The trip may be over, but Chicago rower Jenn Gibbons isn’t finished raising money for Recovery on Water (ROW).
She’s only $25,000 short of her $150,000 goal to support a program that teaches breast cancer survivors how to row. She raised it by rowing 1,500 miles around Lake Michigan. And despite a sexual assault midway through the journey, she is determined to tell her story and help others learn from it.
“Today I’m on two radio stations, and I’m on a radio station tomorrow,” Gibbons said Tuesday. “I will still continue to share my story and trip as long as it’s helpful for ROW.”
Plans are also in the works for her to appear on NBC’s The Today Show. But as exciting as this media barrage may seem, it’s not a natural fit for Gibbons.
“I wouldn’t be a very good celebrity,” she said. “It’s not nearly as fun as people might think.”
Gibbons may be the one on television, but she knows the trip wouldn’t have happened without the strong support crew she had behind her, she said.
“I would never have done this by myself,” she said. “I’m not a one-woman show.”
Gibbons returned August 14, finishing her two-month journey circumnavigating Lake Michigan in a rowboat. Besides making media appearance, she’s trying to relax and celebrate her return home with her family.
“All I’ve wanted to do was eat and sleep,” Gibbons said. “It was a hard experience, a tough experience for me, but for my family too.”
She’s also looking for a publisher. Gibbons blogged throughout her trip and now wants to turn her experiences into a book while it’s fresh in her memory, she said. Gibbons has also met with the Chicago Rape Victim Advocates to see how she can be a resource for them.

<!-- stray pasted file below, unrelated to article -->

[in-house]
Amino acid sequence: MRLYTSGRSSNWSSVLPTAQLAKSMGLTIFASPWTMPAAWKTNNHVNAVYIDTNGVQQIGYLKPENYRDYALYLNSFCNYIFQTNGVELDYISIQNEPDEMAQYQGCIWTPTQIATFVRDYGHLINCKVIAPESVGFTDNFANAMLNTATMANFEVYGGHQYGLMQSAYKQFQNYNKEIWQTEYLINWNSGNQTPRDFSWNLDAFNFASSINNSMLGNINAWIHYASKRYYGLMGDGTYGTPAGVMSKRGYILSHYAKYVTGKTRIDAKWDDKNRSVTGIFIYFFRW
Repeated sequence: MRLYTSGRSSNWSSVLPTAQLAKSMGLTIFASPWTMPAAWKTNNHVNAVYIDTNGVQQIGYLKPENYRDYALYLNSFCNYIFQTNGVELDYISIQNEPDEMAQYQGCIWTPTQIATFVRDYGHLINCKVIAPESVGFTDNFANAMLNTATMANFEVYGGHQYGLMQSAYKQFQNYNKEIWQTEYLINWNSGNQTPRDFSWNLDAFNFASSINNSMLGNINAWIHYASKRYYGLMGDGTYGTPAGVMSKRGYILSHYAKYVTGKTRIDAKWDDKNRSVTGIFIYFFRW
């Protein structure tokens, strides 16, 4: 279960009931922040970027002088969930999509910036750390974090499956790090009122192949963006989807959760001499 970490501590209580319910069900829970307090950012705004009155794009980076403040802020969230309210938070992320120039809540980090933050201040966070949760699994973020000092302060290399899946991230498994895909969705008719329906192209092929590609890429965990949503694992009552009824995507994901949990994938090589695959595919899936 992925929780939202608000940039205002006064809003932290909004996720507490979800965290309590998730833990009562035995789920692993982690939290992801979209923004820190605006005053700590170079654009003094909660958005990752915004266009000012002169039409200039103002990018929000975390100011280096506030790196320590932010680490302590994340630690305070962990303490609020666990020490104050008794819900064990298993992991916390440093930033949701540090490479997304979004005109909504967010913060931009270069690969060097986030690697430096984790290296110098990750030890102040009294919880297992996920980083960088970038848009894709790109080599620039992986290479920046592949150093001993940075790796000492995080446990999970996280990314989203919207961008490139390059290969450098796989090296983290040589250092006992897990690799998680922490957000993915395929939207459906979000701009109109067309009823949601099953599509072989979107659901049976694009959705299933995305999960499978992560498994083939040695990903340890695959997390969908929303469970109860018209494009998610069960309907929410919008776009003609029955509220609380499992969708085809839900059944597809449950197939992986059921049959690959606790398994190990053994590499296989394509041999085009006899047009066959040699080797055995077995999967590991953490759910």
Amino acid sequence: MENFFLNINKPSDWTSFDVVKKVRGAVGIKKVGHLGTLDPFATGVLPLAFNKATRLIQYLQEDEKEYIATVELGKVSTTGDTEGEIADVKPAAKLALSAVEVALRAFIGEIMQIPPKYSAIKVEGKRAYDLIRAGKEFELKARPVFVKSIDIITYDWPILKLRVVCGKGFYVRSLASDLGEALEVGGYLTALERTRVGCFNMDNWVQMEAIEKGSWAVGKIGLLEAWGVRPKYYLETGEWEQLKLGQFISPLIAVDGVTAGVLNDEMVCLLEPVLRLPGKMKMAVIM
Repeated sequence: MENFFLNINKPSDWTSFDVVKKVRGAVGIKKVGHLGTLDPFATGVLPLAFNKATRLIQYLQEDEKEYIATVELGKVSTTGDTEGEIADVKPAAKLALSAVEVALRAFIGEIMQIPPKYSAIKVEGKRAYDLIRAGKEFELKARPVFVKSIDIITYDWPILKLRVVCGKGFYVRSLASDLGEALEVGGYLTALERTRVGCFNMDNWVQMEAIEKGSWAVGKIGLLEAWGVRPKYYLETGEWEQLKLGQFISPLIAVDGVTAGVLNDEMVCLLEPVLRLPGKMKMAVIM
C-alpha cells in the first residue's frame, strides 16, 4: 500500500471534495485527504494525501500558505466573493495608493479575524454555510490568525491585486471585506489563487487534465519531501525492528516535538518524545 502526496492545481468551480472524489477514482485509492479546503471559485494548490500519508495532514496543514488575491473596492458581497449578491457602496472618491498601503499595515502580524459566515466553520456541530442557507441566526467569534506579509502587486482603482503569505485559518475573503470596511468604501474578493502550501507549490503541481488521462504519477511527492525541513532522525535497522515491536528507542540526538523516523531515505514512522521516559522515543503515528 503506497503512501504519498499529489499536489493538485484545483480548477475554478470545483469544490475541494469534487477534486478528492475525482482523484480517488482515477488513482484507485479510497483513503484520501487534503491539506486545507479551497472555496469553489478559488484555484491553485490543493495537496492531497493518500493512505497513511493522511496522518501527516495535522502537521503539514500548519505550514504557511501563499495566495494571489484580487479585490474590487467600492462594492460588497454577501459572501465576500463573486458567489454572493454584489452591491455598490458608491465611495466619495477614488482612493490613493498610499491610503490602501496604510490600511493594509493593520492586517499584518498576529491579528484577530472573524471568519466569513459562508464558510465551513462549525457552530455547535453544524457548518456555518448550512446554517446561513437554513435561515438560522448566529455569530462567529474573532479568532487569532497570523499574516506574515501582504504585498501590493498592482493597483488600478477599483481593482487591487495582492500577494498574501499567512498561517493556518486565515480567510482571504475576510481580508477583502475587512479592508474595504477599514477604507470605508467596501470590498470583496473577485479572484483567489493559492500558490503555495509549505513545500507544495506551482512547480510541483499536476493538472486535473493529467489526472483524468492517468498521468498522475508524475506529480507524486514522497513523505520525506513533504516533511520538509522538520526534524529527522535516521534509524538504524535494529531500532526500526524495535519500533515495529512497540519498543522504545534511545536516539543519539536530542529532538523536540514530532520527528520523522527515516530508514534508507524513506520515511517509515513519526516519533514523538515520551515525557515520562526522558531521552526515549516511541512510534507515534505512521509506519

It’s an organization that she feels can help her as much as she can help it. Sharing her experience will help her heal, she said.
“I beat myself up because I waited a half hour [after the attack] to call the police, and some people wait for years,” she said.
She went public with the assault just days after it happened. Since then, her Facebook page has filled with inspiring comments from women, some of whom shared similar stories.
“The messages were so helpful to me,” Gibbons said. “It’s amazing how people shared.”
In spite of what happened, Gibbons considers the trip a success, and she has advice for people inspired to plan their own big adventure.
“When I figured out what to do, I wrote to strangers and people at the top of their field for advice,” she said. “Don’t be afraid to ask for help; you don’t need to know everything.
“You just have to know that you’re passionate and willing to commit to it,” Gibbons said. “If you have those things, you’d be amazed at what people will offer you.”
You can still make donations to her cause by visiting www.row4row.org.
This article originally appeared on Great Lakes Echo and is republished with permission.